FIG. 2 shows a circuit diagram of a first illustive embodiment of an amplifier designed pursuant to the invention. Signal amplification is produced by transistor 15, which is a double-gate MOS field-effect transistor such as a Texas Instruments BF 900. As will be recognized, the BF 900 MOSFET is a high input impedance amplifier, having a resistive component of approximately 300 KOhm in the AM transmission band (and approximately 300 Ohms at about 700 megacycles). Antenna conductor 2, 3 and transistor 15 are tuned to each other by a condenser 8 with a capacitance of 18 pF and an air coil 16 consisting of 25 windings with an inside coil diameter of 3 mm. A resistance 17, with a value of 470 KOhm, biases the voltage of gate G1 at zero potential. Resistances 18 (470 KOhm) and 19 (1 MOhm) produce a voltage potential of approximately 5 volts at gate G2 which biases transistor 15 at the state of rest. Condenser 25, with a capacitance of 10 nF, short-circuits resistor 18, in respect to alternating voltage. A resistance 26, with a value of 470 Ohm, provides a load resistance for transistor 15. The RC combination of resistance 27 and condenser 28 stabilizes the static working point of the transistor 15. Resistance 27, with a value of 150 Ohm, thereby produces a source voltage causing reverse feedback as a function of source current; and condenser 28, with a capacitance of 10 nF, prevents reverse feedback from taking effect in respect to alternating voltage.
The amplified antenna voltage at the drain D of the transistor 15 is carried by a coupling condenser 29 to the output A and from there is carried by a shielded conductor to a radio receiver.
A filter unit, comprising a condenser 22 with a capacitance of 10 nF, a condenser 23 with a capacitance of 0.33 μF, and a coil 24 with an inductance of 25 μH is connected in the 12-volt power-supply line to eliminate voltage transients.
To control the gain of transistor 15, the output voltage of the transistor is applied through a condenser 30 of 1 nF to gate G of a transistor 32. Transistor 32 is a junction field-effect transistor, for example of the BF 245 type, which decouples the output voltage signal from the following rectification stage. Direct rectification of the output signal would result in undesirable harmonics formation. A resistance 34, with a value of 1 MOhm, biases gate G of transistor 32 at zero potential and thus determines its working point. A resistance 35, with a value of 1 KOhm, serves as the load resistance of the transistor 32.
The signal voltage from transistor 32 is applied by a condenser 36, with a capacitance of 1 nF, to a rectifier comprising two diodes 37 and 38. Diodes 37 and 38 function as a voltage-doubler circuit. The signal from the voltage doubler circuit is integrated by a charging condenser 40, which has a capacitance of 1 μF, to form a direct-current voltage which is proportional to the amplifier output voltage. Resistance 41 forms the discharge resistance for the charging condenser 40. A value of 1 MOhm for the resistance 41 results in a discharge time constant of 1 second. If desired, circuits with longer time constants may be used.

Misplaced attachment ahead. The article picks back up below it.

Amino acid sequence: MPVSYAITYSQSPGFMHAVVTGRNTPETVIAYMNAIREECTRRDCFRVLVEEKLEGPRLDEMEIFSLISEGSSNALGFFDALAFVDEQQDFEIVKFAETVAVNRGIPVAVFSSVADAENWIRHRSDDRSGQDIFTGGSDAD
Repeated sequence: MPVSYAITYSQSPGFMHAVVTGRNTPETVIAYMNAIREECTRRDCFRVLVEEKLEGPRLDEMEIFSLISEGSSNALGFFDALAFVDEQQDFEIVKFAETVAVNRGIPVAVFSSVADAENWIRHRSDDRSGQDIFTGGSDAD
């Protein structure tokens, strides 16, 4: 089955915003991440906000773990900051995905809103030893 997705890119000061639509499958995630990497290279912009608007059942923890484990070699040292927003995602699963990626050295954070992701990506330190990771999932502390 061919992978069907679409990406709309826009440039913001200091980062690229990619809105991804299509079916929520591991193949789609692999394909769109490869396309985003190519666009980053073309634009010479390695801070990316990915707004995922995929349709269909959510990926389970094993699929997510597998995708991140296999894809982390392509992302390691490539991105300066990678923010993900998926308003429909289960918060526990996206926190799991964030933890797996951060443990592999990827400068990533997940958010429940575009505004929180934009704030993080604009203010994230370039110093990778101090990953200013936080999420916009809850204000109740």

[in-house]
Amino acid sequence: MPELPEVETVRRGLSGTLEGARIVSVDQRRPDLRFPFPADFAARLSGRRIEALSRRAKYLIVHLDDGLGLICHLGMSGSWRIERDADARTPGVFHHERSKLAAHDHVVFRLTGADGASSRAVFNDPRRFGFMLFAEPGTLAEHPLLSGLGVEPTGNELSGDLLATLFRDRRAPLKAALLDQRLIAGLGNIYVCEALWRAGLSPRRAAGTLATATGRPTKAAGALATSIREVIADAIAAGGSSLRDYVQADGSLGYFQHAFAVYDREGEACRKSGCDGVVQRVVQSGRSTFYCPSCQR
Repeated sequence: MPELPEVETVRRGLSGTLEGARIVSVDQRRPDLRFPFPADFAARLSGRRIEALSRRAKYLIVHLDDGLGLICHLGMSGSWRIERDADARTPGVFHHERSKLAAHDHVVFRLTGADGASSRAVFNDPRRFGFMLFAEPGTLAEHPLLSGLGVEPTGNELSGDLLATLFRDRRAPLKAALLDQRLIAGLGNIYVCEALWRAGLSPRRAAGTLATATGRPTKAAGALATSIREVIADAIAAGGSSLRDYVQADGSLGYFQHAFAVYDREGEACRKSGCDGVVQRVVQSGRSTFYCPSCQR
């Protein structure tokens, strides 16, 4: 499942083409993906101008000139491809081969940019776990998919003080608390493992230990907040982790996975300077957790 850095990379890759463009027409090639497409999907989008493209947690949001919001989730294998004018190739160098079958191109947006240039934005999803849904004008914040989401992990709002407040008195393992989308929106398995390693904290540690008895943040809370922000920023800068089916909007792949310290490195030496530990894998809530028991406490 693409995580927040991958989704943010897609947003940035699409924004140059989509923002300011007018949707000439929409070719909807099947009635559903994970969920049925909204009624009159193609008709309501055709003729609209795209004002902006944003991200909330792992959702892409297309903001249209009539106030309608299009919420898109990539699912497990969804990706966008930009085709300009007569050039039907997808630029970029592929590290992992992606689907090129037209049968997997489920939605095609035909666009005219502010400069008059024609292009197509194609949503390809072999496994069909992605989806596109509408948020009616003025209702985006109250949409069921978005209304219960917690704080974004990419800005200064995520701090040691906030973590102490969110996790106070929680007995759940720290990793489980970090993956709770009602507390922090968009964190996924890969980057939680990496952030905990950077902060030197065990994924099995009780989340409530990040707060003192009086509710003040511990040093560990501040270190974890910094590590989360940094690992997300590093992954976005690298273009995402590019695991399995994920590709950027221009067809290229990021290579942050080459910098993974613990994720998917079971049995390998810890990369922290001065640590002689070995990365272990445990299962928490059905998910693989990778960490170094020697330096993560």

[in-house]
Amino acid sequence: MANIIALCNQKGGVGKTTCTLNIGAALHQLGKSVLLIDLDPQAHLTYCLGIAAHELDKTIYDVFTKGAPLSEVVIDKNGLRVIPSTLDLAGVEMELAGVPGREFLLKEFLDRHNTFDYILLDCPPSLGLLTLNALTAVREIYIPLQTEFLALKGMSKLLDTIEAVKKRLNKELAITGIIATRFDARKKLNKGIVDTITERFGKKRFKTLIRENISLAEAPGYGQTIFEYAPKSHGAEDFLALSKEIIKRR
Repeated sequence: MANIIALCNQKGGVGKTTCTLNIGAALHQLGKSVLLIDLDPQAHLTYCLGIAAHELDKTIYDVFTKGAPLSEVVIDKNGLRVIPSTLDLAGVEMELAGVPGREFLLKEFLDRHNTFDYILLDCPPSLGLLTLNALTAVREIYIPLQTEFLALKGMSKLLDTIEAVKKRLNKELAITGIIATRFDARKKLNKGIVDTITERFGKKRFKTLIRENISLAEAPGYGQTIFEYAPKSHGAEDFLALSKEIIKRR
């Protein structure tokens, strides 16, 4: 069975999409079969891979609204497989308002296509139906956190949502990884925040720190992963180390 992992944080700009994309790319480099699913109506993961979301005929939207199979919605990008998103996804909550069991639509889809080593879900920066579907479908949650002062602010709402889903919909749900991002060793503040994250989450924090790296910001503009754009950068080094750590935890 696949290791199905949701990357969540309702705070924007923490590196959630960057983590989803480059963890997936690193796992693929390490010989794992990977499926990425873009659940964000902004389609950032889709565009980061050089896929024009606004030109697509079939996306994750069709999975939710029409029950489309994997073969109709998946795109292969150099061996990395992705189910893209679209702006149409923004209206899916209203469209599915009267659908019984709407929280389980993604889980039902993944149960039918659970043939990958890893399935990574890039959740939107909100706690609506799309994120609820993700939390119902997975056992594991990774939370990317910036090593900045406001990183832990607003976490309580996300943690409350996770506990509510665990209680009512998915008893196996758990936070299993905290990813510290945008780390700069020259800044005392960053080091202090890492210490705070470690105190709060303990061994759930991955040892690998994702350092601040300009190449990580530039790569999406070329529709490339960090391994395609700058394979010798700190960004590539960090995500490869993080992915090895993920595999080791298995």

A Zener diode 42, which has a Zener voltage of about 6 volts, is connected between gate G2 of transistor 15 and charging condenser 40. As a result, the Zener diode is conductive in the breakdown region only when the voltage on condenser 40 is negative and has a magnitude of at least one volt. Greater condenser voltages linearly reduce the voltage at gate G2 and thereby reduce the amplification of the transistor 15. Thus, amplification is controlled only with the pre-amplifier output exceeds a predetermined value.
The antenna amplifier shown in FIG. 3 differs from the example represented in FIG. 2 in that it has an end stage with low output resistance. This reduces the damping of the input circuit of the radio receiver in comparison with an amplifier having a higher output resistance such as that shown in FIG. 2. As a result, the selectivity and sensitivity of a radio receiver connected to the active antenna of FIG. 3 is greater.
Most of the elements of FIG. 3 are the same as those of FIG. 2 and are designated by the same numbers. However, the final stage of the pre-amplifier of FIG. 3 comprises a transistor 45, of pnp type, in a common collector circuit. A BF 450 transistor is suitable for this application. The base B is directly connected to the drain D of the transistor 15, while the collector C lies at zero potential. The working point of the transistor 45 is established by the drain voltage of the transistor 15. The emitter E of the transistor 45 is connected by a load resistance 46, with a value of 100 Ohm, to the operating voltage of +12 volts. Decoupling is effected by a condenser 29. With this final stage the antenna amplifier has an output resistance of less than 100 ohm.
As will be apparent, numerous modifications may be made to my invention without departing from the spirit and scope thereof.